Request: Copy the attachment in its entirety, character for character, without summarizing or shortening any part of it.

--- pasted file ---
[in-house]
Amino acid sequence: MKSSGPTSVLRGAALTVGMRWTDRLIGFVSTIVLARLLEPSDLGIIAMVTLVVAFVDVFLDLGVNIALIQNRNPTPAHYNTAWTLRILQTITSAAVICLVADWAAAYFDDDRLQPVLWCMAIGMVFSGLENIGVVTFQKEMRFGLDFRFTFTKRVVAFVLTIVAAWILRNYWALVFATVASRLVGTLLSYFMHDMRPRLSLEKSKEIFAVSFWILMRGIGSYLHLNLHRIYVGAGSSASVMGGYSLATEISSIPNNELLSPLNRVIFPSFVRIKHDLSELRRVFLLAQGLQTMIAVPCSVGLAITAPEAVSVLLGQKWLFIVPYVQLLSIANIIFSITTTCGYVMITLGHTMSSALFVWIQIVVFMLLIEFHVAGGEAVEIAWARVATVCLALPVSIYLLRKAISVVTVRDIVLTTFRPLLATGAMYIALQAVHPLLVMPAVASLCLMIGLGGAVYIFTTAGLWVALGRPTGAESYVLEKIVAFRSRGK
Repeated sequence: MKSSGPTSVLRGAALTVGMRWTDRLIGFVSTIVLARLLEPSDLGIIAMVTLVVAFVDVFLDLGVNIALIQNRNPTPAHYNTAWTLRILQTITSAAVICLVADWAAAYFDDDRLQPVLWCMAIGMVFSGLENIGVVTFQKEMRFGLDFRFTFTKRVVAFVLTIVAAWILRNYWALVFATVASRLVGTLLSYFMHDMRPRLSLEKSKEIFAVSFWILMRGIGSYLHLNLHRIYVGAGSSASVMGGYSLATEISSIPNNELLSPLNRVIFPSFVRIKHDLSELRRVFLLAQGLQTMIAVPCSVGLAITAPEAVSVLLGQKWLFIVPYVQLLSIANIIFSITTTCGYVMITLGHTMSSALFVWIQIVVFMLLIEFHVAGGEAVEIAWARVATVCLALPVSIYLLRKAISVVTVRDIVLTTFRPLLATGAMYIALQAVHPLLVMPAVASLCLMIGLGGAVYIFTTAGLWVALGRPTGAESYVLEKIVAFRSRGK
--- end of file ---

[in-house]
Amino acid sequence: MKSSGPTSVLRGAALTVGMRWTDRLIGFVSTIVLARLLEPSDLGIIAMVTLVVAFVDVFLDLGVNIALIQNRNPTPAHYNTAWTLRILQTITSAAVICLVADWAAAYFDDDRLQPVLWCMAIGMVFSGLENIGVVTFQKEMRFGLDFRFTFTKRVVAFVLTIVAAWILRNYWALVFATVASRLVGTLLSYFMHDMRPRLSLEKSKEIFAVSFWILMRGIGSYLHLNLHRIYVGAGSSASVMGGYSLATEISSIPNNELLSPLNRVIFPSFVRIKHDLSELRRVFLLAQGLQTMIAVPCSVGLAITAPEAVSVLLGQKWLFIVPYVQLLSIANIIFSITTTCGYVMITLGHTMSSALFVWIQIVVFMLLIEFHVAGGEAVEIAWARVATVCLALPVSIYLLRKAISVVTVRDIVLTTFRPLLATGAMYIALQAVHPLLVMPAVASLCLMIGLGGAVYIFTTAGLWVALGRPTGAESYVLEKIVAFRSRGK
Repeated sequence: MKSSGPTSVLRGAALTVGMRWTDRLIGFVSTIVLARLLEPSDLGIIAMVTLVVAFVDVFLDLGVNIALIQNRNPTPAHYNTAWTLRILQTITSAAVICLVADWAAAYFDDDRLQPVLWCMAIGMVFSGLENIGVVTFQKEMRFGLDFRFTFTKRVVAFVLTIVAAWILRNYWALVFATVASRLVGTLLSYFMHDMRPRLSLEKSKEIFAVSFWILMRGIGSYLHLNLHRIYVGAGSSASVMGGYSLATEISSIPNNELLSPLNRVIFPSFVRIKHDLSELRRVFLLAQGLQTMIAVPCSVGLAITAPEAVSVLLGQKWLFIVPYVQLLSIANIIFSITTTCGYVMITLGHTMSSALFVWIQIVVFMLLIEFHVAGGEAVEIAWARVATVCLALPVSIYLLRKAISVVTVRDIVLTTFRPLLATGAMYIALQAVHPLLVMPAVASLCLMIGLGGAVYIFTTAGLWVALGRPTGAESYVLEKIVAFRSRGK